Special to KPUA.net by H.I.E.D.B
Big Island Business Bullish in 2003
Hawaii Island Economic Development Board is a private non-profit organization whose mission is, "To provide and promote private-sector support and expertise for balanced economic growth in Hawaii County, in partnership with federal, state, county and private resources."
In a recent survey conducted in Hawaii by the Business Banking Council and American Savings Bank, 400 businesses surveyed statewide indicated optimism for the future. Fifty-nine percent of businesses polled say the number of employees they presently have is unchanged from the previous year. Hawaii Islandıs particularly robust job growth, which has seen an increase of 2.1 percent in 2002 and 2.9 percent in 2003, would indicate actual employment growth when compared to the stateıs job growth, which was flat in 2002 and up 2.5 percent in 2003.
Confidence in the Stateıs economy improved as companies grew in size. Among large companies, those with one hundred or more employees, 46 percent believe the economy will improve in the coming year.
Across the board, nearly half of the firms reported increases in gross revenues when compared to a year ago. Nearly 25 percent reported revenues had remained the same. Concurrently, two in five businesses polled reported increases in profits before taxes when compared to a year ago. More than 70 percent of retail-related businesses are either very or somewhat optimistic in their outlook for 2004 and more than 75 percent fall in to that category when responding to their outlook for 2005.
Small businesses in Hawaii seem to be having the most difficult time. One in ten say theyıve yet to notice any type of recovery to their business, post 9/11. By comparison, this number is just one percent among the largest firms in the study.
Neighbor Island businesses were the most optimistic. On Hawaii Island, the confidence could be attributed to our strong agricultural based economy where exports have improved annually. The construction industry is booming contributing to job growth and revenues for Hawaii County. In West Hawaii in particular the multi-million dollar homes being built in North Kona and South Kohala, along with the Kohala Coast resorts, are contributing more than 20% of Hawaii Island's property tax base according to a study by the Hawaii Leeward Planning Conference.
Within Hawaii Islandıs visitor industry, direct flights to Kona International Airport have played a role in keeping visitor counts strong in spite of challenges and decreases in Eastbound markets. Longer lengths of stay have helped offset a 1.1 percent decrease in visitor arrivals. The Department of Business Economic Development and Tourism (DBEDT) projects a 6.3 percent growth in visitors in 2004 compared to a conservative .2 percent growth projected in 2003.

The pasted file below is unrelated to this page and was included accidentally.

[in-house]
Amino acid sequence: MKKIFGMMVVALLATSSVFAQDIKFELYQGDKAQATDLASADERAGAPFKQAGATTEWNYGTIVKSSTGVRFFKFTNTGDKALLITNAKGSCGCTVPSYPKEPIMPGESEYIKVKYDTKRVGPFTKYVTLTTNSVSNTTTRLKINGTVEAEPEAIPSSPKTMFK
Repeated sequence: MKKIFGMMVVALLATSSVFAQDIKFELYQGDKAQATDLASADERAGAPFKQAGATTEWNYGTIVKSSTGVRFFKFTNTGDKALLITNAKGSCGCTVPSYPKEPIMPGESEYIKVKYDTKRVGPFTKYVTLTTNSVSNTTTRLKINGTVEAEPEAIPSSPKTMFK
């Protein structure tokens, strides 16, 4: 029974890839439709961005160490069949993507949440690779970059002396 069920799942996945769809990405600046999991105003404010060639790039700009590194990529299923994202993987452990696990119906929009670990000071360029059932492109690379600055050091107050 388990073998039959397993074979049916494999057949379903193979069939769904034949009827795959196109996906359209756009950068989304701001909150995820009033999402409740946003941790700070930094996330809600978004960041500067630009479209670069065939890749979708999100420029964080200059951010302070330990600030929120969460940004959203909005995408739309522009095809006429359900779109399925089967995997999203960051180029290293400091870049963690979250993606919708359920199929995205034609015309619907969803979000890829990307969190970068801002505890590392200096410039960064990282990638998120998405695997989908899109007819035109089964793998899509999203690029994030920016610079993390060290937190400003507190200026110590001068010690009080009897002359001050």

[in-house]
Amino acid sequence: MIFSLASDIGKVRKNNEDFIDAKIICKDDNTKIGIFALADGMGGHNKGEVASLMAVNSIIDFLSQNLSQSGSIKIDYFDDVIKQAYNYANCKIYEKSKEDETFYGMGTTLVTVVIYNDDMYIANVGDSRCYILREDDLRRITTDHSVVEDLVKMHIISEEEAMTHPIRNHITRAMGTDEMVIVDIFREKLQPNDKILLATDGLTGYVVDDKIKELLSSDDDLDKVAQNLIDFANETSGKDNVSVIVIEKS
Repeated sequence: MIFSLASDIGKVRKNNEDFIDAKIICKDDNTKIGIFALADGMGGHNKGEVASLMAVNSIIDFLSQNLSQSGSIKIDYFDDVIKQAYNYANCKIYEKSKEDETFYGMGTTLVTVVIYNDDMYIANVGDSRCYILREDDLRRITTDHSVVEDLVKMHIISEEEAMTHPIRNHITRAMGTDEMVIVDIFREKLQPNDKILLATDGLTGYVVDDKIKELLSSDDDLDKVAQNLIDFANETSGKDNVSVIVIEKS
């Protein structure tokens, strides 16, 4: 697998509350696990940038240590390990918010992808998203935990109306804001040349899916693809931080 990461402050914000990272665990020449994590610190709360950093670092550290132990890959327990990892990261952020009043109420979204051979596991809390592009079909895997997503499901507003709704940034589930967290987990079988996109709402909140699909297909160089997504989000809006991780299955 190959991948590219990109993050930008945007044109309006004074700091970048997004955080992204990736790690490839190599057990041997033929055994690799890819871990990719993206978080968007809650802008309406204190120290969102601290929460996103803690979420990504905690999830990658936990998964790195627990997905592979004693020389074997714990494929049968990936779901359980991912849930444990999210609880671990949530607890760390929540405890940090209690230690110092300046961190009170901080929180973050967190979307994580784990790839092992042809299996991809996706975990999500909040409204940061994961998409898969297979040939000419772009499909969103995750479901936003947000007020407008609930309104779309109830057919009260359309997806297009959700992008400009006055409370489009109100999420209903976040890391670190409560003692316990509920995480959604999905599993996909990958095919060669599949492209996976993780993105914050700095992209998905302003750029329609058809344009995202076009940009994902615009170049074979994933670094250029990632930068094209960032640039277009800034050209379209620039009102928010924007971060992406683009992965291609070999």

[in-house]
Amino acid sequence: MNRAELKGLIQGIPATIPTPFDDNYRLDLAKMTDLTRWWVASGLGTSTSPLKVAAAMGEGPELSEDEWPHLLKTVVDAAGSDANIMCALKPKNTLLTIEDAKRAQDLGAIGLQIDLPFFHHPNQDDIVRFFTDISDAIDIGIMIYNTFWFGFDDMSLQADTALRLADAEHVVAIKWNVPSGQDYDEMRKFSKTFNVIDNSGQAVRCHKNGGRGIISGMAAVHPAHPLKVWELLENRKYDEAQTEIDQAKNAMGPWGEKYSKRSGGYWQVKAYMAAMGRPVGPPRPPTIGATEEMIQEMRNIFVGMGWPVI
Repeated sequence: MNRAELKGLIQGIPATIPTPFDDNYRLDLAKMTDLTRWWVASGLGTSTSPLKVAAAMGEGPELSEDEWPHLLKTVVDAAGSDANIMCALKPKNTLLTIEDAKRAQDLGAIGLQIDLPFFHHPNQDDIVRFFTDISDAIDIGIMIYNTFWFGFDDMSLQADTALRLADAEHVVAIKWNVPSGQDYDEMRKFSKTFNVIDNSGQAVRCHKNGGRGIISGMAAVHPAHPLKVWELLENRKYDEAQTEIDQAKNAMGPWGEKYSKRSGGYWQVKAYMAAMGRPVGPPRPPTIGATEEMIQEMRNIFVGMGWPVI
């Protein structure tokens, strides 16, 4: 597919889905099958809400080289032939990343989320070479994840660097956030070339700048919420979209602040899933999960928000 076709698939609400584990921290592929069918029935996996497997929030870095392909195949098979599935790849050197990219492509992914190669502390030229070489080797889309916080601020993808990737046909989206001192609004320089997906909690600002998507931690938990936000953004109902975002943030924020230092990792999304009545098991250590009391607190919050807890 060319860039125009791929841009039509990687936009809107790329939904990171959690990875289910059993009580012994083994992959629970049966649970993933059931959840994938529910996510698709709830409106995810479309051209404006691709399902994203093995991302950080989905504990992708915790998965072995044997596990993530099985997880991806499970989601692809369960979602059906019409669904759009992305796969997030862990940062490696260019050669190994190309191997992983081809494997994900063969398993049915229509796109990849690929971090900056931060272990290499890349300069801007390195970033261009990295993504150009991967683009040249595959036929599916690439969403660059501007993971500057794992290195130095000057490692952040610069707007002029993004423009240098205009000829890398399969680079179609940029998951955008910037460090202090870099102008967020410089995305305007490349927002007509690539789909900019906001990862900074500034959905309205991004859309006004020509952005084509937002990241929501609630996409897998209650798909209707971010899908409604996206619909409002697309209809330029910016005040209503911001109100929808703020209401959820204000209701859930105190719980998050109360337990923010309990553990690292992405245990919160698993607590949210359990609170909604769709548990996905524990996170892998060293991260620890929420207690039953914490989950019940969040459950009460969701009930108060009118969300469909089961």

Increased cruise ship arrivals have also contributed to offset visitor decreases with passenger arrivals projected at nearly 250,000 for 2003. Cruise passenger arrivals may reach more than 400,000 by 2007 and their spending on Hawaii Island could reach $73 million according to First Hawaiian Bankıs Economic Forecast. Through much of the 1990ıs, cruise ship arrivals never exceeded 100,000 passengers on an annual basis.
The strength of Hawaii Islandıs economy is its diversity. More than any other county, Hawaii Islandıs agriculture plays a particularly important role. >From the well-known Kona Coffee industry to the lesser known but growing export of exotic fruits like moya and rambutan, to East Hawaii's strong floral industry, agriculture provides diversity that translates to a stronger economy. The visitor industry, agriculture, real estate, construction, astronomy, the businesses at the Natural Energy Laboratory of Hawaii Authority (NELHA) and even our university system at the University of Hawaii in Hilo all combine to provide basis for economic optimism.
Hawaii Island businesses, whether the coffee farm in Kona, the antique shop in Honokaa, the gallery at Hawaii Volcanoes National Park, visitor activities and adventures such as hiking or horseback riding, an orchid garden in Hilo or a luxury resort on the Kohala Coast should all enjoy positive economic growth and outlook in 2004.
Tune in to KPUA Radio 670AM (Hilo) on the first and third Thursday of each month for HIEDBıs Business Forum. Interesting business leaders in our community share information during this half-hour broadcast from 9:00 a.m. to 9:30 a.m. On November 6, Waiakea Science Teacher Dale Olive will be the guest.
Mark the Date: The Hawaii Small Business Development Center Network (SBDC) is hosting a professional sales academy, "The difference between selling products and selling solutions." This series of courses for business and organizations is November 6 and 7 at the Royal Kona Resort. Attendees may sign up for all or part of the academy. Contact SBDC at 974-7515.
Focus on the Economy is written for Hawaii Island Economic Development Board, Roberta Chu, chair / Paula Helfrich, president. Readers with comments, questions or suggestions should check the web site www.hiedb.org . Or e-mail email@example.com or call HIEDB, 966-5416. An archive of Focus on the Economy columns is available on the web site.
See previous Focus On The Economy features by clicking on the links below:
Kona Coffee Pacific Rim Symposium
Perks Up Coffee Festival
Ironman Celebrates 25 Years of Economic Impact
Kona Coffee Pacific Rim Symposium
Perks Up Coffee Festival
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